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Medicine and Social JusticeEssays on the Distribution of Health Care$
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Rosamond Rhodes, Margaret Battin, and Anita Silvers

Print publication date: 2012

Print ISBN-13: 9780199744206

Published to Oxford Scholarship Online: May 2015

DOI: 10.1093/acprof:osobl/9780199744206.001.0001

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Are Pre-existing Condition Exclusion Clauses Just?

Are Pre-existing Condition Exclusion Clauses Just?

Lessons from Causal and Ethical Considerations Regarding Genetic Testing

Chapter:
(p.387) 32 Are Pre-existing Condition Exclusion Clauses Just?
Source:
Medicine and Social Justice
Author(s):

Robert T. Pennock

Publisher:
Oxford University Press
DOI:10.1093/acprof:osobl/9780199744206.003.0033

This chapter examines the health care reform issue with significant public support: the prohibition on denying coverage for preexisting conditions, especially those identified by genetic testing. The Genetic Information Nondiscrimination Act of 2008 (GINA) is designed to prohibit the improper use of genetic information in health insurance and employment. GINA prohibits group health plans and health insurers from denying coverage to a healthy individual, or from charging that person a higher premium based solely on a genetic predisposition to developing a disease in the future. The broader health care reform of the Patient Protection and Affordable Care Act requires the private health insurance market to provide coverage for individuals with preexisting conditions. The chapter considers the CaSE model as a framework for representing causation and then applies it to the case of genetic diseases. It concludes by asking whether preexisting conditions—genetic or otherwise—should be grounds for denying someone health insurance.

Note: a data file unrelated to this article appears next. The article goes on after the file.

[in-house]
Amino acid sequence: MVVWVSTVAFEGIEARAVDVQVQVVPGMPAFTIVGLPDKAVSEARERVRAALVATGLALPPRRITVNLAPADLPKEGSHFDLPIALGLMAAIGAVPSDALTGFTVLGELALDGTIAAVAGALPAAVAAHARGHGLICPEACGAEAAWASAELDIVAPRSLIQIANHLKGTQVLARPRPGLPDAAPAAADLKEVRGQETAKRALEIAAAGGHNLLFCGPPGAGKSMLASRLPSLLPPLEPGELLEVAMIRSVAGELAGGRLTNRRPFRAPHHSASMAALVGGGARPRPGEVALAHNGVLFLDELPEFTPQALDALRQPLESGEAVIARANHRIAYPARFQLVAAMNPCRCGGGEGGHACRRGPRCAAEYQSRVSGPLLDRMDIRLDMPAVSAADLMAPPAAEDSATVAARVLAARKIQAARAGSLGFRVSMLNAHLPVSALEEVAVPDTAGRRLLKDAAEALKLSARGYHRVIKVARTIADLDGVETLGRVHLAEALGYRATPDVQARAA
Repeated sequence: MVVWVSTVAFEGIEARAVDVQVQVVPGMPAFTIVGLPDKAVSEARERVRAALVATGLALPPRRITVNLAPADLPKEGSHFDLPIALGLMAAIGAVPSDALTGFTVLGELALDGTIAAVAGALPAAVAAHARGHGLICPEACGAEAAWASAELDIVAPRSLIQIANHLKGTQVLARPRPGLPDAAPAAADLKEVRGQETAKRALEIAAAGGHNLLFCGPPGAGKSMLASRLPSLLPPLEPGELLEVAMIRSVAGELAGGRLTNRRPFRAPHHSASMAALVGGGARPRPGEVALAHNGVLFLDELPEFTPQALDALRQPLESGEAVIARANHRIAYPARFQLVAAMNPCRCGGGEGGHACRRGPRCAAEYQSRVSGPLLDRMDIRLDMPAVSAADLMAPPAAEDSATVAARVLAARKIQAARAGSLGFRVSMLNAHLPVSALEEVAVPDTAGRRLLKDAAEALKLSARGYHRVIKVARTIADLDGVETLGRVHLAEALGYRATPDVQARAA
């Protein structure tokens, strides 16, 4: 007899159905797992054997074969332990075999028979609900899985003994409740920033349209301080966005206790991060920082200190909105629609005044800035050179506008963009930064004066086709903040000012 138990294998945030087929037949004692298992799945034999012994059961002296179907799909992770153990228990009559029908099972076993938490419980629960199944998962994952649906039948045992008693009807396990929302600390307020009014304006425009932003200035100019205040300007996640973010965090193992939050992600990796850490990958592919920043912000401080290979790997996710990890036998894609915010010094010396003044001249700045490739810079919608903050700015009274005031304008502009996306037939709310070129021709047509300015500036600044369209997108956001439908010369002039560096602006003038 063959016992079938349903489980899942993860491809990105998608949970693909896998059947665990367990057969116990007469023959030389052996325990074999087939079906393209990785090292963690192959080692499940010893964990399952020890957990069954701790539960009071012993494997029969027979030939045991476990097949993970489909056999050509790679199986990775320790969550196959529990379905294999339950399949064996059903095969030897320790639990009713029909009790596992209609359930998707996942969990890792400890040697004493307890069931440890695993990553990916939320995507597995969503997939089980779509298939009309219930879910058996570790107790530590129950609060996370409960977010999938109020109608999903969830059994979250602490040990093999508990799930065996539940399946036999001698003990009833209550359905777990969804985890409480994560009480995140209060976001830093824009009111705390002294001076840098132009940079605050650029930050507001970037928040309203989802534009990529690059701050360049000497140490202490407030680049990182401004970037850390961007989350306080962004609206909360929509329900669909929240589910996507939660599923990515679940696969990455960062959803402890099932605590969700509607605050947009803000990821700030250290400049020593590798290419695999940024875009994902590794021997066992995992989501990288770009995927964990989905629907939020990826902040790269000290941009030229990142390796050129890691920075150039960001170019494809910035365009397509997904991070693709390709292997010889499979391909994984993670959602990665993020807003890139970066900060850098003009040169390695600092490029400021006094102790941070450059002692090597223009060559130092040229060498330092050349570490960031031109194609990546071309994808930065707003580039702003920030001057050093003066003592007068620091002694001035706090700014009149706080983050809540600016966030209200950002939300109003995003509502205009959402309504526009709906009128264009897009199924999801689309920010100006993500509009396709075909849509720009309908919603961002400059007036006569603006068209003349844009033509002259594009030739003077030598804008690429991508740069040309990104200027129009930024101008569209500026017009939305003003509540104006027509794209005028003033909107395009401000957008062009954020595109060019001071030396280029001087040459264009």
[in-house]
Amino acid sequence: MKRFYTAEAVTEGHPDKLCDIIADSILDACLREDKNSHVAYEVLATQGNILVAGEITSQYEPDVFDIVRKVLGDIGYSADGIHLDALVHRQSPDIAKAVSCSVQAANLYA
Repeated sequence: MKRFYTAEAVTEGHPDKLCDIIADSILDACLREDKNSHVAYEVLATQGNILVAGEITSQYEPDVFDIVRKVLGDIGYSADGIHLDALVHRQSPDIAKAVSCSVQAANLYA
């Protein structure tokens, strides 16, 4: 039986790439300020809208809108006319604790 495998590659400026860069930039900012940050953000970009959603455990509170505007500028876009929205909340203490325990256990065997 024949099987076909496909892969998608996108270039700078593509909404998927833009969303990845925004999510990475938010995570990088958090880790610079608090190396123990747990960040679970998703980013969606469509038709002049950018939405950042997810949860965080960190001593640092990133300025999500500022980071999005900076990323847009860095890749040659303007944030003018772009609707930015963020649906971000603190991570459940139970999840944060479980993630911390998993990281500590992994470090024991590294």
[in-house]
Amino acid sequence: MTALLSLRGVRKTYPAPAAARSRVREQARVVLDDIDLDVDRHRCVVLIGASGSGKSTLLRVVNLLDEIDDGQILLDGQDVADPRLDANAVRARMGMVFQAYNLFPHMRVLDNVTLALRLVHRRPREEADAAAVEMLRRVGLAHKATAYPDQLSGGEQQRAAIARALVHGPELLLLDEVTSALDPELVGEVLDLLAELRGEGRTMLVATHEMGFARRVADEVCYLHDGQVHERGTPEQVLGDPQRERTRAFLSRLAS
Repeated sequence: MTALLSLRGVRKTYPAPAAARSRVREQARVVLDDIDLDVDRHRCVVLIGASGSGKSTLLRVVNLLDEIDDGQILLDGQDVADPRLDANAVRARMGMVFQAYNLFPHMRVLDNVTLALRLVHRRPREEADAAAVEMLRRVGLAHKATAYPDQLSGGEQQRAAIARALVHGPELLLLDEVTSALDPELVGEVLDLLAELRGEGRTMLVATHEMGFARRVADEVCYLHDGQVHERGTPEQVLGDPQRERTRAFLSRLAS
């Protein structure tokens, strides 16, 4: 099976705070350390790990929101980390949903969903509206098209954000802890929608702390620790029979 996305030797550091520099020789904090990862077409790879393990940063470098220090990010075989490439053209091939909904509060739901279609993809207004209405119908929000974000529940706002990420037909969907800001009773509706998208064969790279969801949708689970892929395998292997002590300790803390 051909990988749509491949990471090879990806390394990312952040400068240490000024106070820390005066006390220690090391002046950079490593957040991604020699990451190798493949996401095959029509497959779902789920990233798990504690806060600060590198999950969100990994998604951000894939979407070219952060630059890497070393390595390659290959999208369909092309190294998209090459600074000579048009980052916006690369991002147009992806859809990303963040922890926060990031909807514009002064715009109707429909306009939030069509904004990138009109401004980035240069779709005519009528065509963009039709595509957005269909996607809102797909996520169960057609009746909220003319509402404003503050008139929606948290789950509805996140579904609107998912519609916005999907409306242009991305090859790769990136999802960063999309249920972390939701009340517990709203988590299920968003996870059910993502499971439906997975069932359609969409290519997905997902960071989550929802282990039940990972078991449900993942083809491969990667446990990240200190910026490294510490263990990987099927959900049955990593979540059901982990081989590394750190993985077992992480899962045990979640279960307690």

Keywords:   health care reform, preexisting conditions, genetic testing, Genetic Information Nondiscrimination Act, health insurance, genetic diseases, health care, Patient Protection and Affordable Care Act, causation, CaSE model

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